Service Number: 400656
Enlisted: 12 October 1940
Last Rank: Flight Lieutenant
Last Unit: No. 40 Squadron (RAAF)
Born: Bendigo, Victoria, Australia, 8 December 1917
Home Town: Mildura, Mildura Shire, Victoria
Schooling: Bendigo High School, Victoria, Australia
Occupation: Orchardist
Died: Natural Causes, Mildura, Victoria, Australia, 11 March 2019, aged 101 years
Cemetery: Gol Gol Cemetery, New South Wales, Australia
Buried next to his wife, Silvia Lillian Marrows
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World War 2 Service

12 Oct 1940: Enlisted Royal Australian Air Force, Flight Lieutenant, SN 400656, No. 40 Squadron (RAAF)
30 Jul 1943: Involvement Royal Australian Air Force, Flight Lieutenant, SN 400656, No. 461 Squadron (RAAF)
1 Oct 1943: Honoured Distinguished Flying Cross
15 Oct 1943: Honoured Companion of the Distinguished Service Order
17 Apr 1946: Discharged Royal Australian Air Force, SN 400656, No. 40 Squadron (RAAF)
13 Jul 2015: Involvement
Date unknown: Involvement Flight Lieutenant, SN 400656, No. 40 Squadron (RAAF)

Distinguished Services Order Citation

His DSO Citation reads:
As pilot and air gunners respectively, Flight Lieutenant MARROWS and Sergeants Bamber and Pearce have undertaken many sorties and have displayed great skill and devotion to duty throughout.
On a recent occasion while flying over enemy waters, their aircraft was intercepted by six Junkers 88. In the ensuing engagement, Flight Lieutenant MARROWS fought with great skill and determination. Well supported by his gunners, he frustrated the attackers for more than an hour until, with three engines shot away and all but one gun silent, he was forced to bring the aircraft down onto the water.
Although a very heavy sea was running, the crew succeeded in getting aboard the one remaining dingy. During the action Sergeant Bamber had been badly wounded but whilst in the dinghy, set a fine example of cheerfulness and resolution until a rescue was subsequently effected.
Throughout this spirited action Flight Lieutenant MARROWS displayed inspiring leadership, great courage and determination, while Sergeant Pearce also fought with rare zest and subsequently displayed coolness and resources when the aircraft had to be abandoned


Distinguished Flying Cross Citation

His DFC Citation reads:
Flight Lieutenant MARROWS as a captain of Sunderland aircraft has a fine record of operational flying, distinguished by his devotion to duty, disregard for his personal safety and fine fighting spirit.
In July 1943 he made a determined attack on three surface U-boats. He sank one enemy submarine after attacking from a height of 50 feet in the face of intense anti-aircraft fire and pressed home his second run over the remaining two U-boats to obtain photographic evidence.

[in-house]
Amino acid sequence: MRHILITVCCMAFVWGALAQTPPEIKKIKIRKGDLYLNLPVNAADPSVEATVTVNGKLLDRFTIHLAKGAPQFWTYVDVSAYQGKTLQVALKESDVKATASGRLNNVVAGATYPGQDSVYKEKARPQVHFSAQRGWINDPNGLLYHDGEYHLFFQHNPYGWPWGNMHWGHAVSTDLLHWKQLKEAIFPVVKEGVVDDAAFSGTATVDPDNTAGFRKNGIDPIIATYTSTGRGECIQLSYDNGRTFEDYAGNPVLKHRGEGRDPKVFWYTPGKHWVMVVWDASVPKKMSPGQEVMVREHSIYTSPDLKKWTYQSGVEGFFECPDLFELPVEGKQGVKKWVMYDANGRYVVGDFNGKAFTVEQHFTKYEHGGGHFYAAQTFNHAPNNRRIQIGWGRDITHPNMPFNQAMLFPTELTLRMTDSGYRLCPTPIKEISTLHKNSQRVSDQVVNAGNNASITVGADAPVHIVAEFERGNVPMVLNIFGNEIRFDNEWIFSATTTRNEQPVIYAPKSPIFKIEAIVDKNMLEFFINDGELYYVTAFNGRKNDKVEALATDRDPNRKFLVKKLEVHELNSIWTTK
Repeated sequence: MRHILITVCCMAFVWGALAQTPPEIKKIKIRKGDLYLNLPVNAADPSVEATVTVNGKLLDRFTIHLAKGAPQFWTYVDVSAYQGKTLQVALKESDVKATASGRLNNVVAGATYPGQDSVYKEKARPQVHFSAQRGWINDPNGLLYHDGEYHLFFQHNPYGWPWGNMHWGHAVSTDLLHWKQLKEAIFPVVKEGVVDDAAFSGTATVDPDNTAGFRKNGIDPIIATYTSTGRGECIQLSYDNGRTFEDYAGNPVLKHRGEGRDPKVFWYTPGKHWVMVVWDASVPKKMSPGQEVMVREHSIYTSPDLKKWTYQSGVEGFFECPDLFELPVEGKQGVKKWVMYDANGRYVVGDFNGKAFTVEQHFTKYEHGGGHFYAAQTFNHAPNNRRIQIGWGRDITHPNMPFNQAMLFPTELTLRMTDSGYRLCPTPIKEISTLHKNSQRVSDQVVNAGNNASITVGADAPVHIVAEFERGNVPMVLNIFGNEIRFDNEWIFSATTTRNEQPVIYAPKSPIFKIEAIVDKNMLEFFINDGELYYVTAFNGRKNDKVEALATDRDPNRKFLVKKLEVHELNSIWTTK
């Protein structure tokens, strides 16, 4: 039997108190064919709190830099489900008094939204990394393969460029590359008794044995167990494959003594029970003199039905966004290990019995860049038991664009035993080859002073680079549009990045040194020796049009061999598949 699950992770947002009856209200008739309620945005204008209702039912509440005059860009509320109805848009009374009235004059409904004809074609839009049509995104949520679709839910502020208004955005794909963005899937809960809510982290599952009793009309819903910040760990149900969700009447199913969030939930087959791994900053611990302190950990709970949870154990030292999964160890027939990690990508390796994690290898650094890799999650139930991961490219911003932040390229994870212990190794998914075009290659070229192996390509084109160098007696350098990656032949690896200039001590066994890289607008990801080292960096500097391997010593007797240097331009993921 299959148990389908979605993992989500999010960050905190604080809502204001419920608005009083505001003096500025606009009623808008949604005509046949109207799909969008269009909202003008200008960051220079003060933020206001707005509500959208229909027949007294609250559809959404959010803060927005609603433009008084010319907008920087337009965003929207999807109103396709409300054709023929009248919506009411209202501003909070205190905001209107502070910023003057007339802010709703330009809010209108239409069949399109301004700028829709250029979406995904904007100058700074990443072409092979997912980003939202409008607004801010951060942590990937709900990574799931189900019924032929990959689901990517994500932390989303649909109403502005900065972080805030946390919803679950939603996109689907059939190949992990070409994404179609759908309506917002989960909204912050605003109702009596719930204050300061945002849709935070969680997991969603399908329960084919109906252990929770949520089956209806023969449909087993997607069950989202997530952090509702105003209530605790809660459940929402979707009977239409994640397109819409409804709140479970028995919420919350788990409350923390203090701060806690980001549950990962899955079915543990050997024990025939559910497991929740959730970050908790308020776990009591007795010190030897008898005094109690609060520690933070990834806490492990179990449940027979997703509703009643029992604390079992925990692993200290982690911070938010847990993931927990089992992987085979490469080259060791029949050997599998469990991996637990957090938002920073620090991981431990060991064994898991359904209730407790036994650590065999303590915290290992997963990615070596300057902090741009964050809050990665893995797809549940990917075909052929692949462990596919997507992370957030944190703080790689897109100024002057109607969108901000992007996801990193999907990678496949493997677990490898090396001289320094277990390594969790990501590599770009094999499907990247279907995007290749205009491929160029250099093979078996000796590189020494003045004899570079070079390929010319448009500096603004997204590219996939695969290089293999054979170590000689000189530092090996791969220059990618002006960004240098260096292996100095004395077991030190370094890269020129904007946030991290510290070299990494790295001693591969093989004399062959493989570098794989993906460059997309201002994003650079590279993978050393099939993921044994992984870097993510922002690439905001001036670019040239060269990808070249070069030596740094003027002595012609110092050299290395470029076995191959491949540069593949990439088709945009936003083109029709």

Dudley’s U-boat Battle Honours

AS a pilot, Dudley Marrows took part in an epic sea battle with German U-boats in World War II, and was awarded a Distinguished Flying Cross.

He trained as an RAAF pilot and flew his 461 Squadron Sunderland on 14-hour patrols over the Atlantic Ocean in search of enemy submarines.

On July 30, 1943, a group of three U-boats was spotted by an RAF Liberator in the Bay of Biscay.
The pilot called in aircraft including Dudley Marrows’ Sunderland, a Catalina, two Halifax bombers and a US Navy Liberator.

A Luftwaffe Junkers Ju88C twin-engined fighter turned up and harried Dudley’s Sunderland , forcing him to drop his loaded depth charges and get away, along with the very slow Catalina. After the Junkers left, the remaining planes engaged with the submarines, which together had enough firepower to hold them off.

Amid all the action, Dudley, having reloaded his depth charge racks, returned, skimming low at an angle that meant the U-boats could not get a clear shot. His depth charges sank one of them.

U-boats were frequently lost with all crew but seeing men in the water, Dudley returned and – ignoring RAF policy – dropped a liferaft.

Fifteen of the crew were eventually picked up by the Royal Navy. Of the two other submarines, one was sunk with total loss of life and the other was scuttled and 64 survivors picked up.

On his way home, Dudley took on another U-boat but was shot up so badly that, low on fuel, he had to turn for home. His Sunderland was a write-off .

Commander Wolf Stiebler was among those saved after Dudley’s plane destroyed his U-boat . The men became good friends after the war.

Two months after the Uboat sinking, Dudley and his crew of 11 had to take to a liferaft themselves, forced to ditch after a running battle with six Ju88C planes. A picture of Dudley’s crew deploying liferafts on the wing was taken by a Junkers crewman and recovered as a memento when his plane was, in turn, shot down during a raid over Britain.

After the war, Dudley first moved to San Francisco with his newlywed wife, Silvia (nee Lindner), to manage the offices of the fledgling Qantas but then decided he wanted to take up a soldier settlers block near Mildura on the River Murray.

He would emerge as one of Australia’s biggest citrus growers after introducing drip irrigation to the district. Silvia died in 2010. Dudley is survived by children Marilyn and Mark and three grandchildren.

Published in the Tributes Section of Adelaide Advertiser - Saturday, 23 March 2019

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